I spent all of the week before last week on Malta. I was there for an academic conference that lasted Monday to Saturday. Malta is an uncommon destination, and like most people who took part in the conference, I’d never been there. It was an international gathering and I got to spend time with colleagues from the US, England, Holland, Japan, Germany, Switzerland, Australia, Lebanon, and elsewhere. I never really got fully in tune with the time zone (eight hours different from my usual one) and so I was perpetually tired (partly from late nights, too, I’m sure!). There was not a lot of time to sightsee, since I was occupied for most of the day — the lunch break was two hours, not a bad idea! — with conference matters, and the evening was filled with eating and drinking with friends and colleagues.
The food was generally good, and I especially enjoyed rabbit (fenek) twice, one of which times was on a pizza with peas (!), and on the last night some fresh sea bass. I drank local wine, both red and white, which was very inexpensive and not bad (except one white variety) and a Maltese liqueur made from pomegranates. The local lager is the ubiquitous Cisk, which was not bad, but I preferred another local brew, Hopleaf, a pale ale. Finally, the espresso was quite good. (Incidentally, since I was flying through Amsterdam, I had the rare privilege of sampling on the way back some Bols Corenwyn, 6-year.)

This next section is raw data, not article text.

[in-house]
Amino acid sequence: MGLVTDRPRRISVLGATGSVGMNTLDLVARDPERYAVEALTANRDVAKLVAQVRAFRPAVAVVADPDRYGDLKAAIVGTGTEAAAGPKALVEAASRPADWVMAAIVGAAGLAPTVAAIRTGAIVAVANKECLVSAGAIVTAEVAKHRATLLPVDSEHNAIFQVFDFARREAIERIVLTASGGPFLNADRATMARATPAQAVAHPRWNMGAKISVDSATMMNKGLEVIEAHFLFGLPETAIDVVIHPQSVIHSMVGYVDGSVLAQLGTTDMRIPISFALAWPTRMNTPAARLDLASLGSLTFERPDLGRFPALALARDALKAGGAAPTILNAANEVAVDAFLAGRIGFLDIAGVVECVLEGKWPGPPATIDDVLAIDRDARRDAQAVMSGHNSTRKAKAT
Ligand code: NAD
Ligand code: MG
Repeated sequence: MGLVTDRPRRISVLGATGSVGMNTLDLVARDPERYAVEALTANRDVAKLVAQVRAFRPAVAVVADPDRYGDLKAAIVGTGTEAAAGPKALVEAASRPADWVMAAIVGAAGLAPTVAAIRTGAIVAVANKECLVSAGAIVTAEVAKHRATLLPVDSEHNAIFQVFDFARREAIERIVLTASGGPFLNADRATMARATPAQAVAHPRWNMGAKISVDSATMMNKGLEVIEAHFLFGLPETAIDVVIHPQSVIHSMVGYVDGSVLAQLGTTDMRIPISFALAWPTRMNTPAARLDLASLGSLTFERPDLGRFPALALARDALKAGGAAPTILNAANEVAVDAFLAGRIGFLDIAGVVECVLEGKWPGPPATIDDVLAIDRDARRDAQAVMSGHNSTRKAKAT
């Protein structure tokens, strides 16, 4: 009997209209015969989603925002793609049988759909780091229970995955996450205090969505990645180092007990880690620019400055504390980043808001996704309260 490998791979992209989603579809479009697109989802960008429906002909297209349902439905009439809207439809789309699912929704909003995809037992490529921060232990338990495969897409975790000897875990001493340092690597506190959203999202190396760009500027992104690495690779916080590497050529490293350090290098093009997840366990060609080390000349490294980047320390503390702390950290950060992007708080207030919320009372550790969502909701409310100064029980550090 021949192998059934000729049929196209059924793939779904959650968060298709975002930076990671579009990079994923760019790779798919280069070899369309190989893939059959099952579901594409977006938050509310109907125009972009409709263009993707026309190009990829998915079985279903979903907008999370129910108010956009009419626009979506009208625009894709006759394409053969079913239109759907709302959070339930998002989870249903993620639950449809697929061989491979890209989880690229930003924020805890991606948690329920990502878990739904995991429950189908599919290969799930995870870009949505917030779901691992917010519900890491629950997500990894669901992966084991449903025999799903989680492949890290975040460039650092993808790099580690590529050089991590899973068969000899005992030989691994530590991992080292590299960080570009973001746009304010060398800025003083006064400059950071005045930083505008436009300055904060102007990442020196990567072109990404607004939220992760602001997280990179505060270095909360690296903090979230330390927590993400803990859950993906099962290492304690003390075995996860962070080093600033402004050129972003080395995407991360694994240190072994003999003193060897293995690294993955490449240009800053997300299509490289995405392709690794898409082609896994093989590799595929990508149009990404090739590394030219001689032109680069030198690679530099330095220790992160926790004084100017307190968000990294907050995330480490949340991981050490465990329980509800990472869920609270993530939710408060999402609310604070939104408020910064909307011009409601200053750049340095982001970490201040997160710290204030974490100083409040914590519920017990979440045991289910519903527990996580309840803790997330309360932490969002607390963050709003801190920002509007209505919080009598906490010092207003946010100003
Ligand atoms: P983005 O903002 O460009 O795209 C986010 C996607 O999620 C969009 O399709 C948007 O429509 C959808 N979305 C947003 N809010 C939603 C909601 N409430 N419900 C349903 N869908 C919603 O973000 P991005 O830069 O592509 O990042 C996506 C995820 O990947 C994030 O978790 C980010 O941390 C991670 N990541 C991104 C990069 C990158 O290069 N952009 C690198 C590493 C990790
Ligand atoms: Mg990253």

English is understood everywhere, but the other official language of the country is Maltese, a very fascinating language with a base of Arabic but with strong mixing or influence from Romance (Italian and Sicilian); I have written a little about Maltese elsewhere. Of course, since I was participating in an international conference, I had the always welcome opportunity to hear (and speak a little) French, German, and Arabic.
While I didn’t have a lot of time (or money) to look around at the more famous places, I did of course have some occasion to wander through the narrow streets of Valletta. Most striking is the color of the buildings and the beautiful balconies, which however, seemed to be rarely occupied. Parts of the city are marked by reminders of past British rule, but perhaps more so by the stony presence of saintly statuary. I also managed on the last evening to go for a swim in the sea.
I hope these few remarks and pictures, based merely on a short time there and mostly in a single place, convey at least a little of the interest and uniqueness in store for visitors to the island (and its neighbor Gozo)!